A Stroke of Bad Luck for Women

A Stroke of Bad Luck for Women

By: #TakeTime4U

February 08, 2018

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[Deck] Listen up, ladies. Your risk of stroke is higher than that of men.

Can you identify which month is Breast Cancer Awareness Month? What about the color that’s associated with breast cancer awareness? If you’re familiar with women’s health topics, these answers may come easy. While breast cancer certainly deserves your attention, can you also answer these same questions about stroke?

Stroke is the fourth leading cause of death among women—killing twice as many women each year than breast cancer. While both sexes are susceptible to strokes, women make up 60 percent of all stroke deaths.

The good news is that understanding the risk factors and taking the proper precautions could eliminate 80 percent of these stroke cases.

Why Women?

It’s not just by chance that women are more likely to have a stroke than men. There are several risk factors for stroke that target women over men, including:

  • Age. A person’s risk of having a stroke increases dramatically with age, and women live longer than men.
  • High blood pressure. Managing high blood pressure is crucial for lowering one’s risk of having a stroke. Unfortunately, one in every three women with high blood pressure is unaware of her condition.
  • Mental health issues. Women are twice as likely to experience depression and anxiety as men are. This, combined with higher stress levels, has been shown to increase the likelihood of stroke.
  • Pregnancy. Women also have risk factors that are unique to them. For example, having high blood pressure during pregnancy raises a woman’s risk of stroke.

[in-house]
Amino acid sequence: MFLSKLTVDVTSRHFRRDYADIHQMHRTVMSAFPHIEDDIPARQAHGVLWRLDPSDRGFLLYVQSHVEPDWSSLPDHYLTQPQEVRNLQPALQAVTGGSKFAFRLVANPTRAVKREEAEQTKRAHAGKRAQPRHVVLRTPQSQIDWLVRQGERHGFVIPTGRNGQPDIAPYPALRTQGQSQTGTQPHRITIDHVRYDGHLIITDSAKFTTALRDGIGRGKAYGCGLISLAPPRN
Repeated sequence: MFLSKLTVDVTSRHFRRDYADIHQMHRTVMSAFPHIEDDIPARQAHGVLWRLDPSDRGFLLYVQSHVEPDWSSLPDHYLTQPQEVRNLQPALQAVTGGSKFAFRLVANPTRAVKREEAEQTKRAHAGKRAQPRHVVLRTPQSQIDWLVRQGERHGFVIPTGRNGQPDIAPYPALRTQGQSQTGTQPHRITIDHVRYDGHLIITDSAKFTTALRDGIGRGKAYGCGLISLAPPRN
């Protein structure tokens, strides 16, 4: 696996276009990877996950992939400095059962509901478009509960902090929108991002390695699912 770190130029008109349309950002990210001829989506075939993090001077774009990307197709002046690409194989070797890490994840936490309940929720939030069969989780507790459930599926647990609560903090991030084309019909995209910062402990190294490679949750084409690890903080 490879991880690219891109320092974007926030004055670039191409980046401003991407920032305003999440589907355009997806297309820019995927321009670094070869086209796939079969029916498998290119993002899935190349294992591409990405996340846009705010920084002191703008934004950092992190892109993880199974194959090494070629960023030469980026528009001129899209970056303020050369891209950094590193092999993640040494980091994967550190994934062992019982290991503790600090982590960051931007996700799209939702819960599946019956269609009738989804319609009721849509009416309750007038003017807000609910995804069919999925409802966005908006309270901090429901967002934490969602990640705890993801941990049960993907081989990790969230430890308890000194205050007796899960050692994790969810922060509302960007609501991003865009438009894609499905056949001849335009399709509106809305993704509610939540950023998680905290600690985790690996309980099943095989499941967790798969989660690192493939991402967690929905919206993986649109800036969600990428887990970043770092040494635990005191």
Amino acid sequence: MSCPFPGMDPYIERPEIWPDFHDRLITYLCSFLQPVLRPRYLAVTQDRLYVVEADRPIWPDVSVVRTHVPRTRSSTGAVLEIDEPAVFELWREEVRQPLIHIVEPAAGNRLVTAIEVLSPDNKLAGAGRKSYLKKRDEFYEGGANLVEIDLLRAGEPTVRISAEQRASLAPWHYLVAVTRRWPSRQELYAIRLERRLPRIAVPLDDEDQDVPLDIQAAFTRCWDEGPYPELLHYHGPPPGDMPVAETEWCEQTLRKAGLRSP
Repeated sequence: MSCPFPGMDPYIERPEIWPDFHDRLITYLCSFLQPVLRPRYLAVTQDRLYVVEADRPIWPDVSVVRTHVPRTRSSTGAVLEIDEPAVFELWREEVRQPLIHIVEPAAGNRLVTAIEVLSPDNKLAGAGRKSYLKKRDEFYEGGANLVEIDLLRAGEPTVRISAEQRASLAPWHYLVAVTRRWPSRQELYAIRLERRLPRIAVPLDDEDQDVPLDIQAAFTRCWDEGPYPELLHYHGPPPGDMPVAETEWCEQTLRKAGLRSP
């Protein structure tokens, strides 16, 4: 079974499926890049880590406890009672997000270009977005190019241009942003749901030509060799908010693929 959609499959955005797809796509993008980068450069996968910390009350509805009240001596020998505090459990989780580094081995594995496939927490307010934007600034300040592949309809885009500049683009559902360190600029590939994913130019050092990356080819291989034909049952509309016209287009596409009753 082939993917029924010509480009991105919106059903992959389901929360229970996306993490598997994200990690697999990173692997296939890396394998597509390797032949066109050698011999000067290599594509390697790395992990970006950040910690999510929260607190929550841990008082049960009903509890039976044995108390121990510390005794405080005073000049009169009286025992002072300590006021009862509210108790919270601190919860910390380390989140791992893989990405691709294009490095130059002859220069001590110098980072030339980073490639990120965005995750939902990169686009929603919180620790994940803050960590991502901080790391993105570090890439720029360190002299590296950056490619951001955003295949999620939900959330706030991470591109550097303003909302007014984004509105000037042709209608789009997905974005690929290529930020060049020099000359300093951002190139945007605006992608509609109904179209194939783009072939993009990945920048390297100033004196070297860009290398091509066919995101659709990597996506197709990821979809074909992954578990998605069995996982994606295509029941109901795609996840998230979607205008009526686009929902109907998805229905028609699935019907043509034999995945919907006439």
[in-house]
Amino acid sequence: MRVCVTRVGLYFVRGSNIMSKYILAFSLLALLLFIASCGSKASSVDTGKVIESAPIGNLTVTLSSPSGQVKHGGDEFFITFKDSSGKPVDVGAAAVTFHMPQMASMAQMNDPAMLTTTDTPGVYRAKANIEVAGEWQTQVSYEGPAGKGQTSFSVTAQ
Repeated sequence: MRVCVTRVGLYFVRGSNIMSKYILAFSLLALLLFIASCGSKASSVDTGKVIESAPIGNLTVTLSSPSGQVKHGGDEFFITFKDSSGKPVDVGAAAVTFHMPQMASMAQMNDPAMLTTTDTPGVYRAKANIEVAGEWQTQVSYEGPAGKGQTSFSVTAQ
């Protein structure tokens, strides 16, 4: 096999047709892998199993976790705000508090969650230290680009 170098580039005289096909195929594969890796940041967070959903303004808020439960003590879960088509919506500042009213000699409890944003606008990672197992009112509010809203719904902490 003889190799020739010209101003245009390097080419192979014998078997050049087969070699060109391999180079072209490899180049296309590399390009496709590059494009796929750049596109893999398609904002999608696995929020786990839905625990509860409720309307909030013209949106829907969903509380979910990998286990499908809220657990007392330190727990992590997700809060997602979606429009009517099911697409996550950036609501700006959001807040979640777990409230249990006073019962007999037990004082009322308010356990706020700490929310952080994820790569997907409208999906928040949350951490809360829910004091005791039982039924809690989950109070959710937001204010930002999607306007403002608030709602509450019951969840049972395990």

women heart health

Control and Change

A few additional risk factors don’t make stroke inevitable for women. In fact, most cases of stroke can be prevented by using the two “Cs”: control and change.

Control—Managing your blood pressure and cholesterol is one of the most important things anyone can do to avoid stroke. Also, be sure you have other health conditions, such as diabetes or heart disease, under control. Seeing a primary care physician regularly is the best way to keep all of these factors in check.

Change—Certain lifestyle changes can go a long way in helping you avoid a stroke. Quit smoking and reduce the amount of sodium in your diet to help lower your blood pressure. Add regular exercise to your routine to help with blood pressure, cholesterol and weight management.

By incorporating proper control and change into your life, you can greatly reduce your risk of having a stroke. However, don’t forget that stroke can still happen to anyone. Be aware of the primary signs of stroke, such as sudden numbness or weakness of the face, arm or leg, especially on one side, sudden confusion or trouble speaking, sudden trouble seeing, and sudden severe headache. If you experience any of these common symptoms, call 911 immediately.

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